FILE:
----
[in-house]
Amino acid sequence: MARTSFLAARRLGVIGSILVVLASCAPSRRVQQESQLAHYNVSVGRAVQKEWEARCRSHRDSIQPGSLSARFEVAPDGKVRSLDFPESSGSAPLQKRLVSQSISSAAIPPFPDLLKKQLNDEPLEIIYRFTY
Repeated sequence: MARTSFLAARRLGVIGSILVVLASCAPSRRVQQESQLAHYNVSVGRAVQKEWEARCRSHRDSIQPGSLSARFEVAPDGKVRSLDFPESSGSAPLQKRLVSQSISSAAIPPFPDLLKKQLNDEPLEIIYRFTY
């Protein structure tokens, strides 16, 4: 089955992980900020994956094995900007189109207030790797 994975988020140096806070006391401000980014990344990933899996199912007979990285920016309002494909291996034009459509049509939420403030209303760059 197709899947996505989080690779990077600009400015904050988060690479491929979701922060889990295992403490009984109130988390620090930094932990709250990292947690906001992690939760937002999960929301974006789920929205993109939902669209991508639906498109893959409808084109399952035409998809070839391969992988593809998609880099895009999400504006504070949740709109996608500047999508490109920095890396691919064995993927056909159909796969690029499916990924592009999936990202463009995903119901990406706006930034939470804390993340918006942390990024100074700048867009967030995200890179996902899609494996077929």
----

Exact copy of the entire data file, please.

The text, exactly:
[in-house]
Amino acid sequence: MARTSFLAARRLGVIGSILVVLASCAPSRRVQQESQLAHYNVSVGRAVQKEWEARCRSHRDSIQPGSLSARFEVAPDGKVRSLDFPESSGSAPLQKRLVSQSISSAAIPPFPDLLKKQLNDEPLEIIYRFTY
Repeated sequence: MARTSFLAARRLGVIGSILVVLASCAPSRRVQQESQLAHYNVSVGRAVQKEWEARCRSHRDSIQPGSLSARFEVAPDGKVRSLDFPESSGSAPLQKRLVSQSISSAAIPPFPDLLKKQLNDEPLEIIYRFTY
């Protein structure tokens, strides 16, 4: 089955992980900020994956094995900007189109207030790797 994975988020140096806070006391401000980014990344990933899996199912007979990285920016309002494909291996034009459509049509939420403030209303760059 197709899947996505989080690779990077600009400015904050988060690479491929979701922060889990295992403490009984109130988390620090930094932990709250990292947690906001992690939760937002999960929301974006789920929205993109939902669209991508639906498109893959409808084109399952035409998809070839391969992988593809998609880099895009999400504006504070949740709109996608500047999508490109920095890396691919064995993927056909159909796969690029499916990924592009999936990202463009995903119901990406706006930034939470804390993340918006942390990024100074700048867009967030995200890179996902899609494996077929």